For more than 100 years, the legendary Hurtigruten (Norwegian Coastal Voyage) has sailed the coastal waters between Bergen and Kirkenes. The Hurtigruten started as a transport revolution, and today it features elements of tradition, culture and nostalgia – even though the level of comfort is absolutely contemporary.

A miracle of speed

On 2 July 1893, the Vesteraalen put to sea from Trondheim with the legendary skipper Richard With at the helm. Captain With had long been irritated by the poor connections between the north and south of the country. The steamers called in at every town, village and hamlet along the coast and took forever to complete their journeys. So this time he set course direct for Bodø and arrived there less than a day later. The miracle of speed was welcomed to the town by a brass band and the local citizens dressed in their finest clothes, but the vessel soon weighed anchor again and headed for Tromsø. Here it met with the same welcome: almost the entire population lined the quays and could hardly believe that the boat had been in Trondheim less than two days before. The journey continued to Hammerfest, where the boat arrived in the middle of the night – without this having an adverse effect on the celebrations. With its speed and the rationalised itinerary, the route represented a giant leap forward for travel in Norway, and the service soon became known as “The Express Route” (Hurtigruten) .


At that time, there were few roads in Norway and railways were still a distant rumour. The Hurtigruten meant faster transport and more regular departures. In 1907, there were two weekly round trips between Bergen and Vadsø, and from 1914 the timetable was expanded to five weekly trips between Bergen and Kirkenes. Daily departures were introduced in 1936, and as from 1953 all trips started from Bergen. From 1922 onwards, the Hurtigruten passed through Vesterålen after the Risøy channel was dredged – it previously passed through the Tjeldsundet.

Word War II

The Hurtigruten encountered major challenges during World War II. Several vessels were sunk, and the Hurtigruten had to seek shelter in Tromsø. Smaller vessels then departed from Tromsø to Kirkenes – known as the Reserve Route – as these were less vulnerable to Soviet air strikes. A great deal of the tonnage was lost during the war.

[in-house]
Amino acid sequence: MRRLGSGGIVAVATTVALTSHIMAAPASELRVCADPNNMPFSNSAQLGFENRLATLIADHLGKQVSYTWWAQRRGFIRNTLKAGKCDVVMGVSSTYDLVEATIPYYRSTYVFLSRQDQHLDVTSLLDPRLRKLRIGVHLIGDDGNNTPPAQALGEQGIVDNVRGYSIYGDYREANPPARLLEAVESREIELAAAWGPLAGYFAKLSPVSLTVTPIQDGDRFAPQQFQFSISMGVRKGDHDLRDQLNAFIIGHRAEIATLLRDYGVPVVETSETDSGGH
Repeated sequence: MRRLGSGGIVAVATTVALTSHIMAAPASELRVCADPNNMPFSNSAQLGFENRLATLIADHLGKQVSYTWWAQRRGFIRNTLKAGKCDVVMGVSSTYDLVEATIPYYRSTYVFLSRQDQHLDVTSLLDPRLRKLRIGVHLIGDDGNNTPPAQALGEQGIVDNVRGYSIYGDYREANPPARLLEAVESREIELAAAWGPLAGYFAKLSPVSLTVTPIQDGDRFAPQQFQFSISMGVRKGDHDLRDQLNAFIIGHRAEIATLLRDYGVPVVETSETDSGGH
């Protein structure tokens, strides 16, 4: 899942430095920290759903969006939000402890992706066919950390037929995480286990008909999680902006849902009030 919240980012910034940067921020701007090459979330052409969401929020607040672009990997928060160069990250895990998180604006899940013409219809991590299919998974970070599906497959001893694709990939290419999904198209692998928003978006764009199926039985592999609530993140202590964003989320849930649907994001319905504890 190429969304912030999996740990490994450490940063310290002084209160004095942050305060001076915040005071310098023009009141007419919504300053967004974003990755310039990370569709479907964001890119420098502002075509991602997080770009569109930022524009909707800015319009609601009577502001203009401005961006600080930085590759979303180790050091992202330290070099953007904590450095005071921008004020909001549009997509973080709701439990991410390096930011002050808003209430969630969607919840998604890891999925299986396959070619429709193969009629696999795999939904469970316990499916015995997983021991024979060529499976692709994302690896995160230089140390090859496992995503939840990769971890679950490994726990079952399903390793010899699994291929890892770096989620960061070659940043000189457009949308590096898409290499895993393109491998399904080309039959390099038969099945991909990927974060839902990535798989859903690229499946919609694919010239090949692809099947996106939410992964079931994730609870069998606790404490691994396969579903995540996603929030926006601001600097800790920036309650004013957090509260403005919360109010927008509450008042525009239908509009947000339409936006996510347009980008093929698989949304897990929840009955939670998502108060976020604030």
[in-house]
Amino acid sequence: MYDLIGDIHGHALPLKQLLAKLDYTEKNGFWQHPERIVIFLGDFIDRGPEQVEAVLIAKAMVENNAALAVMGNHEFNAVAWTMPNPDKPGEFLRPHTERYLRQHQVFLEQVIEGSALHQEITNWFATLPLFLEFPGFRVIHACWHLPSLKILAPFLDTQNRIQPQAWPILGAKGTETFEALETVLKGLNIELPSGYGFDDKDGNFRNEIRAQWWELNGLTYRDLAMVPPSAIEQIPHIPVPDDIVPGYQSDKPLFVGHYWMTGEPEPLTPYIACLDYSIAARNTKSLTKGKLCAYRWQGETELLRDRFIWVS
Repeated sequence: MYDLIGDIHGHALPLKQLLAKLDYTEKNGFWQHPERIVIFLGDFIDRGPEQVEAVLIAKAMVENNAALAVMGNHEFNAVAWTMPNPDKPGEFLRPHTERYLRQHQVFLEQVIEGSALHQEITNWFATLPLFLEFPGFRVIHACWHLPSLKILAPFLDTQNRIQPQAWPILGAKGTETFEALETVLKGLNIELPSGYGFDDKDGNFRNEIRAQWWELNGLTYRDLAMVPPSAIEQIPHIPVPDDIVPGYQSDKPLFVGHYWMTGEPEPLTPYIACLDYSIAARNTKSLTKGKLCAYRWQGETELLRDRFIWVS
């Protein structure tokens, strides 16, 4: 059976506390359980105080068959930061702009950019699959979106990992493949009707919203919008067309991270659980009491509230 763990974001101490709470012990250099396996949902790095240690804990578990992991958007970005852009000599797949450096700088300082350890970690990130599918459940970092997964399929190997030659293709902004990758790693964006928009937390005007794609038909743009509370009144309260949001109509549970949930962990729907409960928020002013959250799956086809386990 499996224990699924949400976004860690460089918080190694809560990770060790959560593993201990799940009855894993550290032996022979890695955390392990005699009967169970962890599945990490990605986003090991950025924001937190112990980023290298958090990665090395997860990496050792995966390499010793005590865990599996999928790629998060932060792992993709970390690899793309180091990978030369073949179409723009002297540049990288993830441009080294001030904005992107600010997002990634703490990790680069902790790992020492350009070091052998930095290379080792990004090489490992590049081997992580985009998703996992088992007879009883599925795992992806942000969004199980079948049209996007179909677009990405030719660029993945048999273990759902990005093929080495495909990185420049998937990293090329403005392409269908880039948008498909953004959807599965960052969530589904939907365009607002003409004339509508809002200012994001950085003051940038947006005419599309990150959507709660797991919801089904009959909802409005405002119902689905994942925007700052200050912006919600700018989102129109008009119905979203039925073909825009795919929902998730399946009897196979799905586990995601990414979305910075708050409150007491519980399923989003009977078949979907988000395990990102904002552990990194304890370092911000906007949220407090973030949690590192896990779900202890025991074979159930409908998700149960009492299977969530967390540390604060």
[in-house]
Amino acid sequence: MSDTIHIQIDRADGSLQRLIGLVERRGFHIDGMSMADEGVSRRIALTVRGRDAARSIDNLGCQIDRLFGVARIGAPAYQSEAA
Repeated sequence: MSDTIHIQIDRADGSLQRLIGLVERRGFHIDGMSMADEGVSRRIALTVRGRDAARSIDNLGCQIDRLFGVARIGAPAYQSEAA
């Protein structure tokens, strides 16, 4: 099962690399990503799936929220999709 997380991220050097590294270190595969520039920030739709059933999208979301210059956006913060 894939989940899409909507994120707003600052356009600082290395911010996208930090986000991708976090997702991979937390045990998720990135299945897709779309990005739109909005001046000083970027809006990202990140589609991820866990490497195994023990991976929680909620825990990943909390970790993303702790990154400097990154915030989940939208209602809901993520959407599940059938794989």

The glory days

The re-establishment of the Hurtigruten in the post-war years was started with legendary Erling Jarl from 1949, and three additional vessels were soon supplied from Ancona in Italy – paid for with dried fish. The next three ships arrived from Aalborg in Denmark in 1951–52. In 1956, Blum&Voss in Hamburg supplied three more vessels, and the fleet was supplemented with four Norwegian-built ships in 1960 and 1964. During this growth period in Northern Norway, the Hurtigruten was the lifeline in communications between north and south, and the volumes of passengers and goods increased year by year. The entire operation was run with impressive precision and an impressively neat route.

New age, new competition

In 1962, the Nordland Railway Line was extended to Bodø, 1964 saw the opening of Tromsø Airport and as from the middle of the 1960s, the short track network was expanded in Northern Norway. All these initiatives drew both passengers and freight away from the Hurtigruten. In addition, the ships were beginning to age.


Towards the end of the 1970s, however, three new ships were added to the fleet. Around this time, the Hurtigruten transformed from a hidden treasure for experience tourists into a smartly marketed tourist product. Tourists gradually became more and more numerous on board. Most of the other ships were replaced with new vessels during the 1990s, and today the fleet comprises almost exclusively comfortable, modern vessels.